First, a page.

Friday, May 4, 2012

Stop micromanaging your network

Are you a micro-manager? I don't mean with your staff, with your network? Everyone knows that micro managing causes a drain on energy and efficiency with teams, but did you know it can do the same to your LAN?

In some networks,  management traffic like SNMP, netflow and ICMP can use 30% of the bandwidth and can actually cause some of the issues you are trying to stop. Partly this is because of the broken paradigm we use to manage networks. We configure and manage  everything separately.

What we really want is a way to communicate with the network and describe the behavior we want, and then let the devices work together to "make it so".

Imagine that you use SAP. (OK many of you do use SAP, so that's not too hard to do right?) SAP runs your company and is obviously very important. Now imagine you could tell your network, the whole network not device by device, that SAP was important so treat it as important.

Now maybe peer to peer traffic isn't important so you don't want to have that take up all of your resources, but if the resources are just sitting there doing nothing but costing you money, let it be used. Some traffic you just may not want on the network ever, either because you don't use it and want to mitigate risks, or it violates a regulation.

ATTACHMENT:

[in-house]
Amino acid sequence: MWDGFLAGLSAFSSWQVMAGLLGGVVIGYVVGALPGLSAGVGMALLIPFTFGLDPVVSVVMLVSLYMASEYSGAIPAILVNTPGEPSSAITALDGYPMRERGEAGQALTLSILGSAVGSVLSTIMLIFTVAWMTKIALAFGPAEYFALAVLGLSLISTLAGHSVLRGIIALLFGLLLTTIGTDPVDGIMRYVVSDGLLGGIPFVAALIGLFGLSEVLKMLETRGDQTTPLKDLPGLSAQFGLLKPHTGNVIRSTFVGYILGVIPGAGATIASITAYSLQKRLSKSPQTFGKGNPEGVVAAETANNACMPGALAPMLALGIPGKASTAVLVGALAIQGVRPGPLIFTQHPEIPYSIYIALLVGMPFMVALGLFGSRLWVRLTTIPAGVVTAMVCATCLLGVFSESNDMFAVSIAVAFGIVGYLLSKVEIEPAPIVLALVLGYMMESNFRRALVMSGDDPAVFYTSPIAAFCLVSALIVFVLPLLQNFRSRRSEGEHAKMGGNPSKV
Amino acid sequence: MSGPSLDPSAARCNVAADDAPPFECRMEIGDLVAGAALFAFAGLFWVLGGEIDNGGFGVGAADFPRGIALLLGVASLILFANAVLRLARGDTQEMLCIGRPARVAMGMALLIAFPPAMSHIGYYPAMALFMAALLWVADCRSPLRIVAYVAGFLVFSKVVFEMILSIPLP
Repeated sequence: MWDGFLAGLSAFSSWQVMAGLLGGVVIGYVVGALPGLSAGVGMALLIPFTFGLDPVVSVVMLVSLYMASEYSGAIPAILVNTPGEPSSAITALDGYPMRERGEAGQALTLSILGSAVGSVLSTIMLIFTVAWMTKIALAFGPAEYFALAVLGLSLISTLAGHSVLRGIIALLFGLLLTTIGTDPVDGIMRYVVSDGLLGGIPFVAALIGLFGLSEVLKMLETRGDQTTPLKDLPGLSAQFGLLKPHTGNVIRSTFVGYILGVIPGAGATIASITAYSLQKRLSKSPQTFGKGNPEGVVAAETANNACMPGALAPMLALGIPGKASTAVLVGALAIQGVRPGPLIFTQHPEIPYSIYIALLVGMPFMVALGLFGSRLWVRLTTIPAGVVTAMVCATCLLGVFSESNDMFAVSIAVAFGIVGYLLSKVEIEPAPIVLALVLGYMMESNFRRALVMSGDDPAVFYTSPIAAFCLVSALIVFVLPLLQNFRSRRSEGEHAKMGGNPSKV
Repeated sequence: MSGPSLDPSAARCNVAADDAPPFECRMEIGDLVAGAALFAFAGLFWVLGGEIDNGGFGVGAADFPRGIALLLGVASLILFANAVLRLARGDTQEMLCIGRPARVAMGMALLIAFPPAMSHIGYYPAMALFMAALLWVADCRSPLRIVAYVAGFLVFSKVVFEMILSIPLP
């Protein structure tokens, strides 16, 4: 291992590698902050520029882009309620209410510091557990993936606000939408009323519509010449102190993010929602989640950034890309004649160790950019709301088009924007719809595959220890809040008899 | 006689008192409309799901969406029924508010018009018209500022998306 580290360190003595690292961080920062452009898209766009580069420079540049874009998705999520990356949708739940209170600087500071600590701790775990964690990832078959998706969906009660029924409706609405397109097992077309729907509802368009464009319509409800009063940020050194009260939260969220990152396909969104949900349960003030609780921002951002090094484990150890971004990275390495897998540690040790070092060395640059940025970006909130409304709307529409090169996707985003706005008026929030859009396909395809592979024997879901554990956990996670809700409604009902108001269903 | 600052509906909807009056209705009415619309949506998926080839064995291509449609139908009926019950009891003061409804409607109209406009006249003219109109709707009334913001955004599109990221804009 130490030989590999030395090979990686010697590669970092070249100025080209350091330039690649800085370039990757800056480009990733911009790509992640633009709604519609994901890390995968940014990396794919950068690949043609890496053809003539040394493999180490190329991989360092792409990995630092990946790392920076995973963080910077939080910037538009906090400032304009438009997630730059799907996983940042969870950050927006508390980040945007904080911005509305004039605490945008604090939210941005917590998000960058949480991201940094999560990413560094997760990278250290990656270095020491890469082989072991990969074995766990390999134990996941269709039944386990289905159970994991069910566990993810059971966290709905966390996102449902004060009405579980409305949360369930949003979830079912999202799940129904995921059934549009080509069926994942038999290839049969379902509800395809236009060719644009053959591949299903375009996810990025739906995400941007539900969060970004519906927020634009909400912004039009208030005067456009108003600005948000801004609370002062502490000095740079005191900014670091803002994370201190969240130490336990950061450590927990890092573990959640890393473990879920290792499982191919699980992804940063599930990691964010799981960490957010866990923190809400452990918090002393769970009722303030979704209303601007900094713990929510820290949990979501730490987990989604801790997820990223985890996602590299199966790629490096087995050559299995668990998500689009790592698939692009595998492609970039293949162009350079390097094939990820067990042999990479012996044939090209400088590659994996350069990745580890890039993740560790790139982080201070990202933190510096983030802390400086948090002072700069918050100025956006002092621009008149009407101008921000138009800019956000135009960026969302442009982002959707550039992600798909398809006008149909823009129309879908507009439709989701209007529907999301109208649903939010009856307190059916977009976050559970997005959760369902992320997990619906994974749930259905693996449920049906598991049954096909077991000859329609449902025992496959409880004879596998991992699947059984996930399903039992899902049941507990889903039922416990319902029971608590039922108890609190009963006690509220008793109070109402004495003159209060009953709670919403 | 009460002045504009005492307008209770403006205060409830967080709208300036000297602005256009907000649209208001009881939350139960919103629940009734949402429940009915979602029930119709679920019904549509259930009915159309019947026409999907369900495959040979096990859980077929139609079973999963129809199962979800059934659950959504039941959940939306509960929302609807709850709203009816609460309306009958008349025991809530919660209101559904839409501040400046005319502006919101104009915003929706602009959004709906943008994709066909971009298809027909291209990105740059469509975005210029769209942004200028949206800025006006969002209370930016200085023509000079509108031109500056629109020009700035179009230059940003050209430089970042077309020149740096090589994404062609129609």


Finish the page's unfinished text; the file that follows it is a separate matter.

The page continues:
As new applications came on that are not classified and start to get used, the network should be smart enough to let you know. "Hey I've seen a lot of traffic using a new application called skype. What do you want me to do with it?"/ and you could communicate back, block it, make it important, make it un-important, and the network would know what that means, and configure itself to do that.

I think this is the future of network management. What do you think? Using things like onefabric, isaac and coreflow2 switches, we are well on the way to this vision of the future being a reality. Learn more by going to, or ask me.

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